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Honorary degree for groundbreaking laser scientist

Professor Charles Townes, the Nobel prize-winning pioneer in laser technology, has received an honorary degree from the University of Strathclyde in Glasgow, Scotland.

Professor Townes, of the University of California at Berkeley, received the Honorary Doctorate of Science for work in the field of quantum electronics, which included the development of the maser - a forerunner of the laser - and which led to him jointly winning the Nobel Prize in Physics in 1964.

Professor Townes has been working in physics since the 1930s and remains active as an academic in Berkeley’s Graduate School. He received his honorary degree at a ceremony in San Francisco.

Strathclyde Principal Professor Jim McDonald said: 'Professor Townes' career is remarkable, not only for its longevity, but also for the level of innovation he has achieved.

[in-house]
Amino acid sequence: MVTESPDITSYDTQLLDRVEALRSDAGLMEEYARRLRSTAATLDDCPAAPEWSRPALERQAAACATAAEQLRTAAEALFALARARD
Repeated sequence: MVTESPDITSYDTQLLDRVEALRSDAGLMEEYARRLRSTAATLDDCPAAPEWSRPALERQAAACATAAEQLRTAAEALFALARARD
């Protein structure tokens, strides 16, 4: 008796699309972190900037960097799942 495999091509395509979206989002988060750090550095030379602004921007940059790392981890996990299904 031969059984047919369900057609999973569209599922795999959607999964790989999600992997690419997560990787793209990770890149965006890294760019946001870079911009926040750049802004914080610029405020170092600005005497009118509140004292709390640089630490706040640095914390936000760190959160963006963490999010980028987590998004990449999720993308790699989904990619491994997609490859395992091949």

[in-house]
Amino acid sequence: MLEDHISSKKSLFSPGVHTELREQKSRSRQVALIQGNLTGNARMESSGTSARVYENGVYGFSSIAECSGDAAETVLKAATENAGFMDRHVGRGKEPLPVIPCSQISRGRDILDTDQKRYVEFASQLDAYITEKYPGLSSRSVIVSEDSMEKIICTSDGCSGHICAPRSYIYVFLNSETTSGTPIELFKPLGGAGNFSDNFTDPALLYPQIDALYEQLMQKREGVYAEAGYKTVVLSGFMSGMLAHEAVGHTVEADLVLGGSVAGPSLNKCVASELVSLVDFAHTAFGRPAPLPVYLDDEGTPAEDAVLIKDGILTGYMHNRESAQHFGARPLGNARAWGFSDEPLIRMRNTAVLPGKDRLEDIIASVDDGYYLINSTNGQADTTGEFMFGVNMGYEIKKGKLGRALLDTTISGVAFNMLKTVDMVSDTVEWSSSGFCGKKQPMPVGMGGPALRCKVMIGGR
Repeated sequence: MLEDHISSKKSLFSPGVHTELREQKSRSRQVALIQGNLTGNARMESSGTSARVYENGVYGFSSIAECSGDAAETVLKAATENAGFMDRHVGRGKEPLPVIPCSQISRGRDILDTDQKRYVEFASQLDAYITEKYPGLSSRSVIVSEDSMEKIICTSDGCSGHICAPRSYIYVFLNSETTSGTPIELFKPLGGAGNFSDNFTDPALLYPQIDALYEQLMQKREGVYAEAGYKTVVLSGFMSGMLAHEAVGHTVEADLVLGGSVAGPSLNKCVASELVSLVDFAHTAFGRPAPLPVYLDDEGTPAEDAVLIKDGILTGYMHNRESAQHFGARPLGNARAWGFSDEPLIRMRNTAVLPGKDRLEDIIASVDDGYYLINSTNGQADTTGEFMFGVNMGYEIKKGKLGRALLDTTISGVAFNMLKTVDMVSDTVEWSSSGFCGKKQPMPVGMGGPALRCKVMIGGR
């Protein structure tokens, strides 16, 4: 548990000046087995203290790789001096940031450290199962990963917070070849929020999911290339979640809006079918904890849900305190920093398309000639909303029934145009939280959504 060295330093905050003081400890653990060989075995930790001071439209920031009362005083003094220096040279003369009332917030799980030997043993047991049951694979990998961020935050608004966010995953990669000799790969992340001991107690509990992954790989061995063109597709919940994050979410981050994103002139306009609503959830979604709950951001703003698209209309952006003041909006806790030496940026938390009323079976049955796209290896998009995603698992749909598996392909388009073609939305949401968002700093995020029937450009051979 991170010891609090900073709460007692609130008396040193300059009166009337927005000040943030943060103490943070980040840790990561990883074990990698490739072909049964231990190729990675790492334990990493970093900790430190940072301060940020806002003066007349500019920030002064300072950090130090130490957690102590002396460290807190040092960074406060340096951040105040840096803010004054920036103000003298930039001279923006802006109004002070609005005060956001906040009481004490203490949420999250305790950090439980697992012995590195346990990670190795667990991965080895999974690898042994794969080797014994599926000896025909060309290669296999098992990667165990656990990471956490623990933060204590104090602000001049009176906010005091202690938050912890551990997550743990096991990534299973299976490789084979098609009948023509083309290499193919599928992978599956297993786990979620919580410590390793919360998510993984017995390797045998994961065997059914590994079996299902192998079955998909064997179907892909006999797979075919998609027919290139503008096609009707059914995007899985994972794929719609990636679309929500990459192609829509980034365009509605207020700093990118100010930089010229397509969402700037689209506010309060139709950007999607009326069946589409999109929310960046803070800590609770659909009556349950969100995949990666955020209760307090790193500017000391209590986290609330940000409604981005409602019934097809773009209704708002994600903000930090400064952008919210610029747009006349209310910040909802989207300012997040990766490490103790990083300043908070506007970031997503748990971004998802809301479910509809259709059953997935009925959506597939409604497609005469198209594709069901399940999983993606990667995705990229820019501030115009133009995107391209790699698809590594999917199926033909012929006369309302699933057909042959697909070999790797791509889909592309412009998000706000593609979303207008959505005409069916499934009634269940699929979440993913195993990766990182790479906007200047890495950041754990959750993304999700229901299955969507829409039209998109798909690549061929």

'By pioneering the maser, and carrying out pivotal work in the development of the laser, he helped to pave the way for technology that has a vast range of uses in today's world, in medicine, energy, communications and computing. After more than 70 years, he continues to contribute to exploration in physics and to the debate on its huge potential.

'Scotland's laser industry is worth £660m to the economy and Strathclyde has played a prominent role in its development, through the impact of our high quality research, by nurturing new recruits to the industry and by launching highly innovative companies which have gone on to be successful in the sector. We are proud that another of the world's most distinguished physicists has joined the Strathclyde community.'

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